American Mensa’s Annual Gathering: exhaustion at full speed

Looking (mostly on Facebook), it looks like a lot of my friends were posting fairly regularly from the American Mensa Annual Gathering. And bunches of them were taking pictures.

I’m home, and I see that I didn’t comment on the events while I was there, and looking at my cell phone, I took precisely zero pictures. In part, that was a conscious decision to experience it all, rather than try to document the experience. The other part is that I was too damn busy.

So this is going to be a fuzzy-memoried recap of four and two-half days in Indianapolis at something that many are calling NerdCamp (though I don’t like that moniker).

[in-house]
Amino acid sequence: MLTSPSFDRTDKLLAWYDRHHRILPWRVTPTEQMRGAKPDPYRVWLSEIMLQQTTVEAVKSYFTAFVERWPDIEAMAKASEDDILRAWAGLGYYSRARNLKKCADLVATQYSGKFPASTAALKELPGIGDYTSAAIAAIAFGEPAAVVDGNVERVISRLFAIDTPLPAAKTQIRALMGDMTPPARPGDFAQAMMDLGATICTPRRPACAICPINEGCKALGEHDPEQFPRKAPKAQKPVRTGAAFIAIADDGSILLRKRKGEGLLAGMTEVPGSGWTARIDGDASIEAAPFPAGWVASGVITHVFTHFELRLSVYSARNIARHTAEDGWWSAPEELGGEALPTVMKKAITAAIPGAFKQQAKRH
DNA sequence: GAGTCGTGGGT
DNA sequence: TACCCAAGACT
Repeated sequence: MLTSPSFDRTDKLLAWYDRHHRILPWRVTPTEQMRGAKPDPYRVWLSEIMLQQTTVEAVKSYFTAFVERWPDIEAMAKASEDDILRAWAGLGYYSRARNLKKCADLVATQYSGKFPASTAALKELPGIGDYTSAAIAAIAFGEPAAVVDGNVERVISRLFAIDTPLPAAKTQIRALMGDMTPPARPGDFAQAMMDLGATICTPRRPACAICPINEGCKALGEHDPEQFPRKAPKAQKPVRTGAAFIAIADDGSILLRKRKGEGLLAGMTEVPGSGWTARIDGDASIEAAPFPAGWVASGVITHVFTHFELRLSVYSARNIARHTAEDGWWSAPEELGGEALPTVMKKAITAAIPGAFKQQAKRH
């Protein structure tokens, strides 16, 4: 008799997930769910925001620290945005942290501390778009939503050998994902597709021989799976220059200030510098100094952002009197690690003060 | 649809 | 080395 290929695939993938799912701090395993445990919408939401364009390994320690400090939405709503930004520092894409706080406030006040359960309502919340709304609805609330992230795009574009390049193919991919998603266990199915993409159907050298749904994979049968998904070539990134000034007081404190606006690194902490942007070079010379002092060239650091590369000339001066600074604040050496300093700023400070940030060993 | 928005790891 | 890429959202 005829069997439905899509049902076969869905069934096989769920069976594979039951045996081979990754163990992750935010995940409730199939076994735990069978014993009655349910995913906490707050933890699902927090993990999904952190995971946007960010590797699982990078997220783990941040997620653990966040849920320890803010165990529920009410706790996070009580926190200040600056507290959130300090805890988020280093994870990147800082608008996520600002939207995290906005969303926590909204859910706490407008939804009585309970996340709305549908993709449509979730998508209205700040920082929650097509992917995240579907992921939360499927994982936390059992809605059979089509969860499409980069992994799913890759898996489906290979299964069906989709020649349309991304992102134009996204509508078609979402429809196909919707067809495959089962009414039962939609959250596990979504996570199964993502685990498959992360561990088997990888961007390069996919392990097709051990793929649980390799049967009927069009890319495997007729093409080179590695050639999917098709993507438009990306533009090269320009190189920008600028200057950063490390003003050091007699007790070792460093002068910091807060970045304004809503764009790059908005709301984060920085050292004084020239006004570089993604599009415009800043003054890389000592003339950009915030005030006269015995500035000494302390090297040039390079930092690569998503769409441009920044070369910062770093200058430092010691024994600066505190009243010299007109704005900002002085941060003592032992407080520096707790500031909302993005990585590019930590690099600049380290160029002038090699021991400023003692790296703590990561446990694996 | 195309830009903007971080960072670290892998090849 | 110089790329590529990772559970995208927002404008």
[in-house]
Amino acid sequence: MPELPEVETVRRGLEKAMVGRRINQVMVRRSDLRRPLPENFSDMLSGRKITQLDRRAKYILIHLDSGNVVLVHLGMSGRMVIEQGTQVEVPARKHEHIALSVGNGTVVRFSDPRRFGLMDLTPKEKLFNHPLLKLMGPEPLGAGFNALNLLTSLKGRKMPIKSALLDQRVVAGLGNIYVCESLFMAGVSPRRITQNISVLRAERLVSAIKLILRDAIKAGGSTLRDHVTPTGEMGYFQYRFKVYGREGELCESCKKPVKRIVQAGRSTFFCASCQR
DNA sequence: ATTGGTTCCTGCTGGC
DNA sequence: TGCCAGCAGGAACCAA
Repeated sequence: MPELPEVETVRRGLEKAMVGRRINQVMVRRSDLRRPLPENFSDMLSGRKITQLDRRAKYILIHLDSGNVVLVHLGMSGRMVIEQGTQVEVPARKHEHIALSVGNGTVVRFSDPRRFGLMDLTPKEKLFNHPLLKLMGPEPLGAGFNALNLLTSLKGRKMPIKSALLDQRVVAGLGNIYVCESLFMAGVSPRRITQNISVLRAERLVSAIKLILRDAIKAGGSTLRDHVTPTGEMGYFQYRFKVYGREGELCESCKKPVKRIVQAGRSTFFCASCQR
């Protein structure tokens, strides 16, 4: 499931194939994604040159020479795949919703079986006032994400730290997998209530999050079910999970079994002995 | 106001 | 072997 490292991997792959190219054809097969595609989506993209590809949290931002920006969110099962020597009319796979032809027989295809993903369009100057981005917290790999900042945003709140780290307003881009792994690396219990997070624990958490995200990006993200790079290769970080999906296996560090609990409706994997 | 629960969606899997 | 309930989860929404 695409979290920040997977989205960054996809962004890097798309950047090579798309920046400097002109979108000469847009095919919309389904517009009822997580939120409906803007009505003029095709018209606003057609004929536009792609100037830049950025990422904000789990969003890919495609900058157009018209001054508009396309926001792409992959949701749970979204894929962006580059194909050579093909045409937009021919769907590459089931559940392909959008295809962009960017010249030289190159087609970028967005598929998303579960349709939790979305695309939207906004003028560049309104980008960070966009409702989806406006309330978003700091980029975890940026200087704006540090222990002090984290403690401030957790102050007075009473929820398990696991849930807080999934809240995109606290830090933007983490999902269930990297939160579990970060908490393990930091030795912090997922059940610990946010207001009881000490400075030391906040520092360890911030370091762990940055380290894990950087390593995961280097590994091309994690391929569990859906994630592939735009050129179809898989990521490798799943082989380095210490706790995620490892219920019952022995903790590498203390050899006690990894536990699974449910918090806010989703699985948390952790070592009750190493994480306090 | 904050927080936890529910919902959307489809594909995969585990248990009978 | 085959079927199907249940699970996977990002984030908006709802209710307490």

After planning for a full night’s sleep before my departure, I of course didn’t get it. Was up way too late preparing for the trip in a variety of ways, so that my last pre-AG night was the same three hours of sleep I was expecting to get each night I was out there. Nevertheless, I made it out to the car in time, to the airport in time, walked the two miles to the gate (seriously, check out this picture https://www.google.com/maps/search/delta+airlines+delta+terminal,+jfk+airport/@40.6368693,-73.7818626,718m/data=!3m1!1e3 . The Delta terminal is the one pointing south, all the way out to the corner of the terminals section, and I was on one of those smaller planes all the way out at the end, at gate 51). Megan Williams and I wound up on the same flights both going and coming, without planning it. And as I’m typing her name, I’m thinking I shouldn’t name names, because there are so many that I know I’ll leave some out, and don’t want to slight anyone.